The Queens of Innis Lear
Author: Tessa Gratton
Genre: Adult Fantasy/Retelling
Release Date: March 27, 2018
Publisher: Tor Books
A kingdom at risk, a crown divided, a family drenched in blood.
The erratic decisions of a prophecy-obsessed king have drained Innis Lear of its wild magic, leaving behind a trail of barren crops and despondent subjects. Enemy nations circle the once-bountiful isle, sensing its growing vulnerability, hungry to control the ideal port for all trade routes.
The king's three daughters—battle-hungry Gaela, master manipulator Reagan, and restrained, starblessed Elia—know the realm's only chance of resurrection is to crown a new sovereign, proving a strong hand can resurrect magic and defend itself. But their father will not choose an heir until the longest night of the year, when prophecies align and a poison ritual can be enacted.
Refusing to leave their future in the hands of blind faith, the daughters of Innis Lear prepare for war—but regardless of who wins the crown, the shores of Innis will weep the blood of a house divided.
Praise for THE QUEENS OF INNIS LEAR:
“I adore this—rich, epic, blood-soaked—a glorious and grand sweeping fantasy.” —Kate
Elliott, author of The Poisoned Blade
“A gloriously symphonic, thematically rich variation on the story of the daughters of Lear. The danger of seeking certainty makes this a tale for our time; the power of truth and mercy makes it a tale for all times. Prepare to devour every word, for Innis Lear will consume you.” —Karen Lord, author of Redemption in Indigo
"Messy, beautiful, and dark, darker than Shakespeare could have dreamed." —E. K. Johnston, author of Star Wars: Ahsoka
The Queens of Innis Lear is a beautifully written retelling of Shakespeare's King Lear. If I had to choose one single word to describe this novel, it would be INTENSE. And that alone would be an understatement. Being an English major, I'm quite familiar with the play and I was genuinely excited to see how the author was going to tell the story. I wasn't disappointed in the least. One of the major positive aspects of the novel was the amazing world building. The author uses detailed descriptions and vivid imagery to bring these characters and their world to life in front of our eyes, and I found myself easily sucked into this reality right from the beginning. It was so easy to picture myself in all the different settings because the author described them down to the smallest and most intricate detail. It was some of the most amazing world building I've ever read, hands down.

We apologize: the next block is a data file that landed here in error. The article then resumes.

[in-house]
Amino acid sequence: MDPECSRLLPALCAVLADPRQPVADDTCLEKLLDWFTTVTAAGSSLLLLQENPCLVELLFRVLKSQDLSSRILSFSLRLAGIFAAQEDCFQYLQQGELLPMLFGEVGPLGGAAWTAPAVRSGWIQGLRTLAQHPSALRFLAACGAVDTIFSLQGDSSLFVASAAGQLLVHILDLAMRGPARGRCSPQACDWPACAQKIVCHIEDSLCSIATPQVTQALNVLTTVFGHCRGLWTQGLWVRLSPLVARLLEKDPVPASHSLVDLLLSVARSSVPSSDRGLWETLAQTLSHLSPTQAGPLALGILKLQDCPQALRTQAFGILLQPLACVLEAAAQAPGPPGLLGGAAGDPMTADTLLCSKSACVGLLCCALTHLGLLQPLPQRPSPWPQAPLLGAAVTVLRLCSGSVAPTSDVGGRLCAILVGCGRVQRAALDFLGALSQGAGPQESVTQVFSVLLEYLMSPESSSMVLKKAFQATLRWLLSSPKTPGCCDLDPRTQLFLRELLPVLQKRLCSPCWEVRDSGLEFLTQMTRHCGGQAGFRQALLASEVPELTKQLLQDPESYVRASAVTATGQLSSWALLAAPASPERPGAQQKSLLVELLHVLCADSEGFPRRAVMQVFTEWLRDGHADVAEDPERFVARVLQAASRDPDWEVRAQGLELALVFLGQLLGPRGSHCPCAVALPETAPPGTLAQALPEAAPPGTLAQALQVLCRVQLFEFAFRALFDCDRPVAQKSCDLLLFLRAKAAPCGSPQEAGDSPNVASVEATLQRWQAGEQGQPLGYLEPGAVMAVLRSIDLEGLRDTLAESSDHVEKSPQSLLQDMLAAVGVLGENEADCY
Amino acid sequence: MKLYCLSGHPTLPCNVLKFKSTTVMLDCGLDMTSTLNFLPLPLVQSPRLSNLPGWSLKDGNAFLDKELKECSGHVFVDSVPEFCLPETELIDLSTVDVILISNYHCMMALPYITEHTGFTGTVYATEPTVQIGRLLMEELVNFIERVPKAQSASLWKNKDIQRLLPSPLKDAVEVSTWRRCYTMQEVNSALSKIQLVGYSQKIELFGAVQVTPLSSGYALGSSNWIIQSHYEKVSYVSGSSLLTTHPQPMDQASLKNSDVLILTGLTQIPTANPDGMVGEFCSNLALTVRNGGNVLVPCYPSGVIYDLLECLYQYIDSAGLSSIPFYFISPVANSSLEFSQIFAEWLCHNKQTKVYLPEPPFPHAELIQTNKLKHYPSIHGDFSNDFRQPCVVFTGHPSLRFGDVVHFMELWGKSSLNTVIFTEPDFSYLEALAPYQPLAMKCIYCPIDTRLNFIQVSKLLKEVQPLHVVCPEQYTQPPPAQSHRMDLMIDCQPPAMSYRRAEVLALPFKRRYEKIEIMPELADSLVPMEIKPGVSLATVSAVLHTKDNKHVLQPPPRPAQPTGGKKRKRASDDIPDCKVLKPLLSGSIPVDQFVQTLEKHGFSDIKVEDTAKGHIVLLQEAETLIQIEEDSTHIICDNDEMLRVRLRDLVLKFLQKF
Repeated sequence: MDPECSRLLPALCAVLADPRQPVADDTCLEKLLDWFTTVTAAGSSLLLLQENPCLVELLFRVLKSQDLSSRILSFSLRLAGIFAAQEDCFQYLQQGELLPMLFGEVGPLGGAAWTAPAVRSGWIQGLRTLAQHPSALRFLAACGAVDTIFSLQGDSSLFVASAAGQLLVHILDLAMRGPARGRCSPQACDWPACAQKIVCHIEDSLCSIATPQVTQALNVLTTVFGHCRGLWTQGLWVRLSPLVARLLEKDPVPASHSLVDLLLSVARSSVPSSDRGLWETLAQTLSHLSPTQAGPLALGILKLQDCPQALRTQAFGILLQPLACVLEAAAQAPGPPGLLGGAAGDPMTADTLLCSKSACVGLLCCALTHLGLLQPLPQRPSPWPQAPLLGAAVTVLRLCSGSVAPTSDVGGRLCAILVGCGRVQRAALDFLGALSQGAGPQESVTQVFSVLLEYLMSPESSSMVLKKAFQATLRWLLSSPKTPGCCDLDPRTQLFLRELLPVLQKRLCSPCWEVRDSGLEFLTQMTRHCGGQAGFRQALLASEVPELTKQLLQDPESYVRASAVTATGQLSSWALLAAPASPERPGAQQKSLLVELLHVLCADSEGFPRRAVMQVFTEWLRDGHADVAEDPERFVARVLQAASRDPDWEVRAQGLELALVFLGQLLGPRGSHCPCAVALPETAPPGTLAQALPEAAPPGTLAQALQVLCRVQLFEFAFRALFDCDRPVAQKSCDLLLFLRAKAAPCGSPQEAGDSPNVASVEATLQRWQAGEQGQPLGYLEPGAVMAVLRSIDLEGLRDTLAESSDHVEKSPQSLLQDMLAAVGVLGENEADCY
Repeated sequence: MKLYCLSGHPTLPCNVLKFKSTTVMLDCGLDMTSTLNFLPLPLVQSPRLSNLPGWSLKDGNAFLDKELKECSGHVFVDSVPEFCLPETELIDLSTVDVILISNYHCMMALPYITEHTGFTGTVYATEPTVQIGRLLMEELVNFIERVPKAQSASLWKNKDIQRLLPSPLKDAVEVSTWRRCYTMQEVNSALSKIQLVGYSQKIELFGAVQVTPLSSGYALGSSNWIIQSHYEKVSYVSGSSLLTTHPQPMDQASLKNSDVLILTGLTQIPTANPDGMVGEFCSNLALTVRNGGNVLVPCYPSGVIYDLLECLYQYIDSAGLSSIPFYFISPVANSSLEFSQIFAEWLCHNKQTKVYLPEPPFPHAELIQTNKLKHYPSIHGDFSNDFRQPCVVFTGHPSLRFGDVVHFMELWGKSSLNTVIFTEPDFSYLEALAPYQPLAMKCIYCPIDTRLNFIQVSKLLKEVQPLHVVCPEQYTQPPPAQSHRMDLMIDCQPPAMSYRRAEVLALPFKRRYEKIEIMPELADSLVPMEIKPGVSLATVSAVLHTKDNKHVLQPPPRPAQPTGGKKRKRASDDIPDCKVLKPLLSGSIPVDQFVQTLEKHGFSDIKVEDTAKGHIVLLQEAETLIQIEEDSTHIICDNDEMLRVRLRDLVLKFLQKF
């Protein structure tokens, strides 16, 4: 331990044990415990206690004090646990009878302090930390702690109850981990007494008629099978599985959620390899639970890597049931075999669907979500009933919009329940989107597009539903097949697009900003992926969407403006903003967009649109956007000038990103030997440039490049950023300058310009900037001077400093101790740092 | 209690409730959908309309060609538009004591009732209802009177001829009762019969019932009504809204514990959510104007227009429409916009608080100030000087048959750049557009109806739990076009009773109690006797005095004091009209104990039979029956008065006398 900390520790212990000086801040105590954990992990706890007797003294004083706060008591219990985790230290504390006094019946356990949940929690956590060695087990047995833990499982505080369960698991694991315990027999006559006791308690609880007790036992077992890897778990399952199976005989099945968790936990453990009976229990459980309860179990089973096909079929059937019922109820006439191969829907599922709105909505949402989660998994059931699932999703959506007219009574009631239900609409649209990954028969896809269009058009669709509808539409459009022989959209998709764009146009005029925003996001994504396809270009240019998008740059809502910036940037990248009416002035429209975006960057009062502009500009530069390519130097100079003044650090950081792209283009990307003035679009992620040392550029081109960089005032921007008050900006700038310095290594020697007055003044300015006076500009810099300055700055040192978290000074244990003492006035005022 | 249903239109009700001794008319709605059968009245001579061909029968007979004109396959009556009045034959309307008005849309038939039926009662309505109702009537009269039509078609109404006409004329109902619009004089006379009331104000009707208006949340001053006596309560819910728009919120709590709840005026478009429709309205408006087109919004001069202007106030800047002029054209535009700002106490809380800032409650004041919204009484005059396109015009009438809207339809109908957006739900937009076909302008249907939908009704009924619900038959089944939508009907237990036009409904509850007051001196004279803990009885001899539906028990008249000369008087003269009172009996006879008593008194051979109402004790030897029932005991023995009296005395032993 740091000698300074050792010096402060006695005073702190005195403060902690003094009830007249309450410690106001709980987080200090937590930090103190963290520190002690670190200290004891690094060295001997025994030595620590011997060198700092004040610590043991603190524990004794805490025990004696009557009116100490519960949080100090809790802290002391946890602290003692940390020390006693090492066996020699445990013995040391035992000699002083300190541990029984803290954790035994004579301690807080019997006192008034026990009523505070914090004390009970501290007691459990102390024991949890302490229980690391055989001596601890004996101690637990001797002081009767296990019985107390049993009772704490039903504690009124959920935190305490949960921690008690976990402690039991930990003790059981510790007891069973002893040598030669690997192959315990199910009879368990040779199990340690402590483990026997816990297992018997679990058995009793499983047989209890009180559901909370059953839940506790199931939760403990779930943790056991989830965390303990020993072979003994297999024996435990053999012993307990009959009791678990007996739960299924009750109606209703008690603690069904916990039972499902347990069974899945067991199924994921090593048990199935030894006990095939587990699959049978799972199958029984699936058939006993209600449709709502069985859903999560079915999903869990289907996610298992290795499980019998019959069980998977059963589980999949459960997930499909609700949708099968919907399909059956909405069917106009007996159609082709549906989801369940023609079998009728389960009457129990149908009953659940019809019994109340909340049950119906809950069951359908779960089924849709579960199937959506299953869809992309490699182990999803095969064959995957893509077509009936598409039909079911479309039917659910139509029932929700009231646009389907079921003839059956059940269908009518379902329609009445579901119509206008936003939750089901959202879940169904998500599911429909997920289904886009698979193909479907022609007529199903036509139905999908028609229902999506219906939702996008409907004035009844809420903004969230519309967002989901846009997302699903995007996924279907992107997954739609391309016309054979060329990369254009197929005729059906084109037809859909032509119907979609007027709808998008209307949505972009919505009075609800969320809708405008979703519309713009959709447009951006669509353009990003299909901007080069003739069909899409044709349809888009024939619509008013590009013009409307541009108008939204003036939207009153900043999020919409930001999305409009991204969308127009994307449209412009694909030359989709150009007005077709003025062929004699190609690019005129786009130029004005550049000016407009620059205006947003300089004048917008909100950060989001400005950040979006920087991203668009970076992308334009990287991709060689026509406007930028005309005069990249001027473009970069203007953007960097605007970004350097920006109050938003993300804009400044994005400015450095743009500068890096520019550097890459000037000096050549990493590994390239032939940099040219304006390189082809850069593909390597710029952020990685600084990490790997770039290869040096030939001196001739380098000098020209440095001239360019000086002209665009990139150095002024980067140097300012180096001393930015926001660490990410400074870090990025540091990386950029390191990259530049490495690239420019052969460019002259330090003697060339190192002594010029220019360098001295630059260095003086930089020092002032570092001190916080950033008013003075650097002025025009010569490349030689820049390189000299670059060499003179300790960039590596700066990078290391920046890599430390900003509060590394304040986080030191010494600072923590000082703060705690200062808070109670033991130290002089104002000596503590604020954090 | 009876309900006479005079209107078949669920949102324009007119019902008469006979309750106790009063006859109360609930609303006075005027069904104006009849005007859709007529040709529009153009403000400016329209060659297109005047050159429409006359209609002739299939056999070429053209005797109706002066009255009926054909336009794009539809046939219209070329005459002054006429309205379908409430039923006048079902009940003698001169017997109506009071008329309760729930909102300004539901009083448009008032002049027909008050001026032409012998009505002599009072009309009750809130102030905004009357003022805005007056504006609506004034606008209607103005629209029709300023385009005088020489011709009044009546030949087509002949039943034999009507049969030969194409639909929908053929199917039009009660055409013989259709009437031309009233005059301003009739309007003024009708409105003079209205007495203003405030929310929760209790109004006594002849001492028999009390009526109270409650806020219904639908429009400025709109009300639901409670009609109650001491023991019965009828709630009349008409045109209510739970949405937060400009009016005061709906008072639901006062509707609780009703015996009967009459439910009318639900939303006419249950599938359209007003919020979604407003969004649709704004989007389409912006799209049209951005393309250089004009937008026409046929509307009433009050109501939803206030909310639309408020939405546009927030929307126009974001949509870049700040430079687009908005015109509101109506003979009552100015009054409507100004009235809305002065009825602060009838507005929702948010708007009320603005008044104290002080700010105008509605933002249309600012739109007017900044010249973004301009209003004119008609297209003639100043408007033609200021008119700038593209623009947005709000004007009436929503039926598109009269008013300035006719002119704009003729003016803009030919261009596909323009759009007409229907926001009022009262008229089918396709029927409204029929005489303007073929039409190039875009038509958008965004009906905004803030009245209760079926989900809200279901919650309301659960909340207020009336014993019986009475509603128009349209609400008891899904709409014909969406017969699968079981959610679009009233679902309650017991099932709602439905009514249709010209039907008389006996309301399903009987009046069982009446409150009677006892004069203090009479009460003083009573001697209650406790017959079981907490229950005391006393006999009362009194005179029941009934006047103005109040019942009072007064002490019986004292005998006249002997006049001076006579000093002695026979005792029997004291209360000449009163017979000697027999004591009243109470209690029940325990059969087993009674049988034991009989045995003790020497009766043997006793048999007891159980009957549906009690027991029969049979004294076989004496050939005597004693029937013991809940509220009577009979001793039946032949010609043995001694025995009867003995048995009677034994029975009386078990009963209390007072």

The characters were also very well written with unique personalities and traits that made them realistic. There were several main characters that we hear from throughout the book, so having each person so different and distinct made it easier to tell them apart and help clear up any confusion. I really loved learning about all of the characters, their various histories and life stories, as well as their relationships - both good and bad - with one another. There weren't any simple relationships in the entire book. Each character was somehow connected in intricate and complicated ways. I loved watching each person learn and grow throughout the story - whether things went good or bad. It was all fascinating to me and I ate it up.
In my opinion, this is one of the more heavy and complicated of Shakespeare's tragedies, which made this novel one heck of an undertaking. I honestly don't think most authors could have pulled off a decent retelling at all, let alone one that was this fantastic. I found a couple negative points for myself as a reader that I have to make note of. First, there are so many different major characters that get their parts of the story told. It's overwhelming and confusing, especially when the plot is so full of power struggles between kingdoms, treachery, politics, romance, and so on. Every character is involved in so many various ways that it gets pretty confusing really fast. And I've read the original play that it's based on, so I can only imagine how most readers would feel diving in with no background. The other note I wanted to make was, of course, the use of the third person point of view. I know that there's literally no other way to do this story because of the plot and amount of major characters. I just really prefer first person and I'm almost always bummed when a book isn't written in that style. Again - these are my personal opinions and concerns and have nothing to do with the book, writing, or the author at all. Every reader will have to form their own opinions.
That being said, this was a huge undertaking that I feel that author pulled off beautifully. I was completely drawn into the world she created and felt like I was alongside the characters while everything was happening around them. I highly recommend this book for fans of fantasy and especially fans of Shakespeare.merryfates.com. Though she’s lived all over the world, she’s finally returned to her prairie roots in Kansas with her wife. Her current projects include Tremontaineat Serial Box Publishing, YA Fantasy Strange Grace coming in 2018, and her adult fantasy debut, The Queens of Innis Lear, from Tor March 27, 2018. Visit her at tessagratton.com
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